• 3 months ago
          Anonymous

          good post. again, cant say first hand, but most of the “real” stuff I read, in terms of good fiction and non (i work in a research library, I digitize a lot of stuff like civil war letters) was the conflicting sensations. both feeling formative and oppressing. glad and not. boring and overstimulating. depressed and exalted. proud and shameful. in the moment, and out of body. Another one was thinking you shouldn’t feel a certain way, but you do or did. In the moment, not settling on one feeling because you dont have the time or you have too much time. everything all at once, but none at all.

    • 3 months ago
      Anonymous

      Shut the fuck up, dude. You spam the “I killer 3-5” goat herders in every thread related to war. We get it, you were neglected as a kid and need attention, but suck start a pistol already so you can become another one of the 22.

  3. 3 months ago
    Anonymous

    I read this years ago following a rec from here I think. Since that time, the boat scene was something I returned to, often when people made flippant remarks about courage and bravery. Truly brilliant.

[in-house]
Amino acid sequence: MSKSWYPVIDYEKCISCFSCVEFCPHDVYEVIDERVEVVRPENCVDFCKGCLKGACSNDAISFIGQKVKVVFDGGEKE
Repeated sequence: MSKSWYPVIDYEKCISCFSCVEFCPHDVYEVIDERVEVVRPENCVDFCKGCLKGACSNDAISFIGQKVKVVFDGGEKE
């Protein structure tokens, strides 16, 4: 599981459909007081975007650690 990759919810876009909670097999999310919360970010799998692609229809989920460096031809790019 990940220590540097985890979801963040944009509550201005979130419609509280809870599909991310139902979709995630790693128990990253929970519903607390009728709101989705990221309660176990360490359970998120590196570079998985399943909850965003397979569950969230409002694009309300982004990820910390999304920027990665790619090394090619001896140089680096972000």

4. 3 months ago
    Anonymous

    i do t agree with all of lindys takes, but I do think he is often introspective, I thought his video on war was compelling. The idea that in modern life everything is paced and to an extent deliberate. even with deadlines or plans none of that is REALLY viscerally pressing. but in war, yiu really get to see who you truelly are as there is no “consequenceless freetime”. when you face mortal peril you see who you truly are for better or worse:

    • 3 months ago
      Anonymous

      About as coherent I expected the typical Lindy fan to be.

    • 3 months ago
      Anonymous

      Dang, I typed like a spastic. My bad.

    • 3 months ago
      Anonymous

      There is no true, "authentic" you. Or, if there is, it means you've approached life in the most stale, prescribed and lifeless way.

      • 3 months ago
        Anonymous

        I mean, wouldnt the you in the moment be the core you? maybe “real” is t the right word. but the de abstracted you. like if you are playing an intense sport and you are in the moment. or you are climbing a hill and a carabiner breaks. the unguarded you.